American Indians find success selling products on Web

RED LAKE -- Internet sales have exploded since Red Lake first started its Web site four years ago. Annual online sales for Red Lake Nation Foods jumped from around $10,000 the first year, to more than $250,000 in 2007.

RED LAKE -- Internet sales have exploded since Red Lake first started its Web site four years ago. Annual online sales for Red Lake Nation Foods jumped from around $10,000 the first year, to more than $250,000 in 2007.

Red Lake's products are being purchased worldwide, with the heaviest sales in Canada, Germany and the U.K.

"The growth is phenomenal," says Joel Rohde, manager of Red Lake Nation Foods.

Rohde says before the Web site was created, most of the tribe's wild rice and other products were sold to wholesalers or small-scale retailers close to the reservation. The Internet has created unlimited opportunities for Red Lake to get the most out of its resources.

"We're very remote and our access to the big city, so to speak, our best access and most cost-effective access is by the Internet," Rohde says. Farmed wild rice is Red Lake's biggest seller but the Web site also features homegrown jams and jellies, maple and berry syrups, and crafts made from birch bark.


Now that Red Lake has resumed its commercial fishing operation, Rohde says Internet customers will soon be able to purchase walleye and yellow perch fillets online.

Rohde says the Internet boom has created hundreds of seasonal and full-time jobs on the reservation. He says that's a big deal for a place with nearly 70 percent unemployment.

"All of the birch bark work is hand-crafted by tribal members locally. And those are also spin-off jobs, if you will," Rohde explains. "You know, the berry pickers, the fishermen, the basket makers, the birch bark folks, are all jobs that really didn't exist two, three, four years ago."

In the old days, the Red Lake Band's marketing, packaging and distribution was outsourced to non-Indian companies. But the tribe is now doing more of that itself.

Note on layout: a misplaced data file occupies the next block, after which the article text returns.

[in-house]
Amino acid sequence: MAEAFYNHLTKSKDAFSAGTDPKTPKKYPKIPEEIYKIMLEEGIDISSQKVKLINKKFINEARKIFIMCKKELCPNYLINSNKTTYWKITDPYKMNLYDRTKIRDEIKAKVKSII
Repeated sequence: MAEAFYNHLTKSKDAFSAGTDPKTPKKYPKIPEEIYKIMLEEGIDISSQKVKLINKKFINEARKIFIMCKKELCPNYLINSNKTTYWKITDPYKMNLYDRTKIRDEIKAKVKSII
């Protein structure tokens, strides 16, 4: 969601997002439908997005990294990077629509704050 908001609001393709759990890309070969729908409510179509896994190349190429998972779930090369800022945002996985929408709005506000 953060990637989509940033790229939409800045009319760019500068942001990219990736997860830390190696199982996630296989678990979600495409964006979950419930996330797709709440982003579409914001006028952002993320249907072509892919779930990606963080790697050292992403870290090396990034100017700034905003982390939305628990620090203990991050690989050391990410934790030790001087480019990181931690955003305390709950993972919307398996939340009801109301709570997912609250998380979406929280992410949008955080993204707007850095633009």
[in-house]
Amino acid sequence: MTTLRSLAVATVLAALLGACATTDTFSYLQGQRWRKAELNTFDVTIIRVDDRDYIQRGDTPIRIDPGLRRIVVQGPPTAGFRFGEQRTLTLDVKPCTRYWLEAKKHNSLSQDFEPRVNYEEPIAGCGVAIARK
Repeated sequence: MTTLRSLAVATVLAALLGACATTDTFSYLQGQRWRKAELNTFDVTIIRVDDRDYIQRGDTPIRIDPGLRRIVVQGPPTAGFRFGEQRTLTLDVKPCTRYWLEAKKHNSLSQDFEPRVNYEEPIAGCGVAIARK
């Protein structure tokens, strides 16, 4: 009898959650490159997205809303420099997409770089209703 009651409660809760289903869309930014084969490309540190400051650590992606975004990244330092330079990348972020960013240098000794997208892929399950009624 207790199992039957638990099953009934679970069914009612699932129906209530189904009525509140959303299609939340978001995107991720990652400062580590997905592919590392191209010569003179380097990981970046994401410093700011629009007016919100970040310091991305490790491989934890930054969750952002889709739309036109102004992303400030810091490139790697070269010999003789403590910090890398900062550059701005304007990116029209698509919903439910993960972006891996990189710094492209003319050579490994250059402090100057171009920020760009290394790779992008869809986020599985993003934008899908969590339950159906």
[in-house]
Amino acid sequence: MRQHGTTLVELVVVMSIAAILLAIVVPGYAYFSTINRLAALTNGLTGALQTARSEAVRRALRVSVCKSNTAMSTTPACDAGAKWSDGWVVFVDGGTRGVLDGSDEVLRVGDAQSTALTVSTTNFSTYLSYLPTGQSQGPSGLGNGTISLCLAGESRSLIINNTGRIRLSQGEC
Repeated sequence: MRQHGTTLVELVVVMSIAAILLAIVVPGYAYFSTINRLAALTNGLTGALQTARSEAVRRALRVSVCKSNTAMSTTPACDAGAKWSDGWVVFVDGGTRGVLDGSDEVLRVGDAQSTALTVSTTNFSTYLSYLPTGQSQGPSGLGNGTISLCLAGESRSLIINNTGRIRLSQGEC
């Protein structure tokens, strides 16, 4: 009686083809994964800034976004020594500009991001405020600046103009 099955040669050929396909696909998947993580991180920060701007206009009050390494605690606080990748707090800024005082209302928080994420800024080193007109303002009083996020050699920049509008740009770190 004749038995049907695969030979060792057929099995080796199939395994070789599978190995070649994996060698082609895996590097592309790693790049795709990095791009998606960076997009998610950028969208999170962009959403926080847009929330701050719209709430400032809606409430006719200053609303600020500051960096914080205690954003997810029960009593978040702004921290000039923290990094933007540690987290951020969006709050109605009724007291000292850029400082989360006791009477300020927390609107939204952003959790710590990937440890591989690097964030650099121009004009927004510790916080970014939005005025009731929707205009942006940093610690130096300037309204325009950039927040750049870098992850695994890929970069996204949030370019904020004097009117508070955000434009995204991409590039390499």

Last year, Red Lake got a $1 million grant from the Shakopee Sioux community to set up its own packaging warehouse.

Red Lake is one of only a handful of tribes in the country doing direct sales online.

Tribal Chairman Buck Jourdain says that means more profit for the tribe. Jourdain says it also opens the door for cross-marketing and partnership opportunities with other American Indian tribes across the U.S.

"We have tribal nations from throughout the country that contact us and say, 'Hey, we saw your product online.' Working with other Indian companies and other Native Nations to help each other out and build networks online, I think that's the way things are moving right now," Jourdain says.


Red Lake and about two dozen other tribes are working with a Montana-based nonprofit organization called the Intertribal Agriculture Council.

The council's goal is to help tribes market their products globally using the Internet and through trade shows.

Western tribes are selling apples and salmon online. Tribes in the Dakotas sell bison meat. Southwestern tribes are marketing beans, potatoes and hominy.

Nathan Notah, director of an ag council program that focuses on overseas markets, says there's growing interest in Europe and Asia in American Indian foods, largely because it appeals to those who want a natural diet. He says there's also a big interest in tribal culture.